Walkie Talkie high rise garden slammed by critics


London’s highest roof garden has opened on the 35th floor of Rafael Vinoly’s Walkie Talkie skyscraper – but to a less than enthusiastic reception

The Sky Garden was billed as the UK capital’s newest public park and was one of the reasons why the vast office block was allowed to be built on the edge of a conservation area.

But city planners have admitted that the hotly-anticipated open space is not “quite what it was meant to be”.


Critics who have taken to social media claim the development its three exclusive restaurants, isn’t actually a garden at all, but “an observation deck with a few trees”.

Another tweeted: “Imagine it. You’ve climbed to the top of the greasy pole and it’s not even as good as Center Parcs.” There has also been criticism of the “public space”, after it emerged that only paying customers would be allowed in after 6pm.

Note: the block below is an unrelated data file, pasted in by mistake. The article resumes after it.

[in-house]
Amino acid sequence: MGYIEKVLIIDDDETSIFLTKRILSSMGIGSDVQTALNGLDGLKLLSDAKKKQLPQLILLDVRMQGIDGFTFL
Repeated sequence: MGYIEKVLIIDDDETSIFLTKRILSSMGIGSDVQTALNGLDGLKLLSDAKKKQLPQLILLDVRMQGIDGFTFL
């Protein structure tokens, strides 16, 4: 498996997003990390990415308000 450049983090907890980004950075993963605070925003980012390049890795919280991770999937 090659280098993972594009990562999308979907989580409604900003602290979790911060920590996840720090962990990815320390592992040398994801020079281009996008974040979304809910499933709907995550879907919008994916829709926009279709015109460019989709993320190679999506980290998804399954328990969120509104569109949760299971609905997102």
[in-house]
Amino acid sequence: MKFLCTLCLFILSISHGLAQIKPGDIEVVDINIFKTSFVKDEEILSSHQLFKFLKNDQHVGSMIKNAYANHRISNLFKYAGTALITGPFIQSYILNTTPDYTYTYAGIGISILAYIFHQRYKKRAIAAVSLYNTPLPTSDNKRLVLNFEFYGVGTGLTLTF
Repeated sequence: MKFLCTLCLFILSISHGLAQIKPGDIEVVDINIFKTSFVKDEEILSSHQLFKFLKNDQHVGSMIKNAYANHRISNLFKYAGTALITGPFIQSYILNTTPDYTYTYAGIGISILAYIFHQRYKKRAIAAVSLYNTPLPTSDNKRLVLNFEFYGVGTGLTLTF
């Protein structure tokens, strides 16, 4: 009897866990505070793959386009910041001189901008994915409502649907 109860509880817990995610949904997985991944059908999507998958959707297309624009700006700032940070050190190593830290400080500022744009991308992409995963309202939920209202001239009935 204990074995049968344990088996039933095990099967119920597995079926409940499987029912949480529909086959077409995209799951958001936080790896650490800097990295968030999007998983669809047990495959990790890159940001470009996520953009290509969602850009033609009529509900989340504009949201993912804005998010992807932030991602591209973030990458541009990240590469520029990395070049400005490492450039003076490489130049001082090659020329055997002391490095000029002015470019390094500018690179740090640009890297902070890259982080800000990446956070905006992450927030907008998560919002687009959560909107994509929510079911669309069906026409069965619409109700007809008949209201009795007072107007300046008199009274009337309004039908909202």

Speaking after the opening, a source close to the planning department told a British newspaper: “It’s still very much a live issue here. Let’s say it isn’t necessarily quite what it was meant to be.”

Peter Rees, the City’s former chief planner, added: “I can’t say that nothing has been compromised. Every building is a prototype, and things have to change as they go along. But it isn’t a garden.”

Last year, the 37-storey building was dubbed the Walkie Scorchie when it was found that the building was channeling the sun’s rays into a concentrated beam, melting vehicles parked below.

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